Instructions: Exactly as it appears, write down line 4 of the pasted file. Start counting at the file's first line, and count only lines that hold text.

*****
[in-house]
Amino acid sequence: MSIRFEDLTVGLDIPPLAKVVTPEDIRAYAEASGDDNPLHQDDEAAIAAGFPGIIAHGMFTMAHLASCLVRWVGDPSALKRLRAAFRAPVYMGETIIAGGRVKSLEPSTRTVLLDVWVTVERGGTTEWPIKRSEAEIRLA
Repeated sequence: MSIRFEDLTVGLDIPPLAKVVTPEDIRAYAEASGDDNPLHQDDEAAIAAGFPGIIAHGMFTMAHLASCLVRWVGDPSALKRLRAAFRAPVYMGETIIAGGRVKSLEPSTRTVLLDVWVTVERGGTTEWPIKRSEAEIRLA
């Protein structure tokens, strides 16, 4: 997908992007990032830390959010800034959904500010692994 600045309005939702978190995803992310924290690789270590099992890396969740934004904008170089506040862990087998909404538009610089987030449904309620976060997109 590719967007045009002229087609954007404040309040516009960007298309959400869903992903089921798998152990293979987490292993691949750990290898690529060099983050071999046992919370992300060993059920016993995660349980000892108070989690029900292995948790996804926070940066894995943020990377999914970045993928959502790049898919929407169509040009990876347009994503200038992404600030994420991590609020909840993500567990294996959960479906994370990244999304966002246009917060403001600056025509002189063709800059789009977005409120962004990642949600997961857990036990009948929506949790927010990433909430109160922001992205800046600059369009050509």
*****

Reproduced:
């Protein structure tokens, strides 16, 4: 997908992007990032830390959010800034959904500010692994 600045309005939702978190995803992310924290690789270590099992890396969740934004904008170089506040862990087998909404538009610089987030449904309620976060997109 590719967007045009002229087609954007404040309040516009960007298309959400869903992903089921798998152990293979987490292993691949750990290898690529060099983050071999046992919370992300060993059920016993995660349980000892108070989690029900292995948790996804926070940066894995943020990377999914970045993928959502790049898919929407169509040009990876347009994503200038992404600030994420991590609020909840993500567990294996959960479906994370990244999304966002246009917060403001600056025509002189063709800059789009977005409120962004990642949600997961857990036990009948929506949790927010990433909430109160922001992205800046600059369009050509």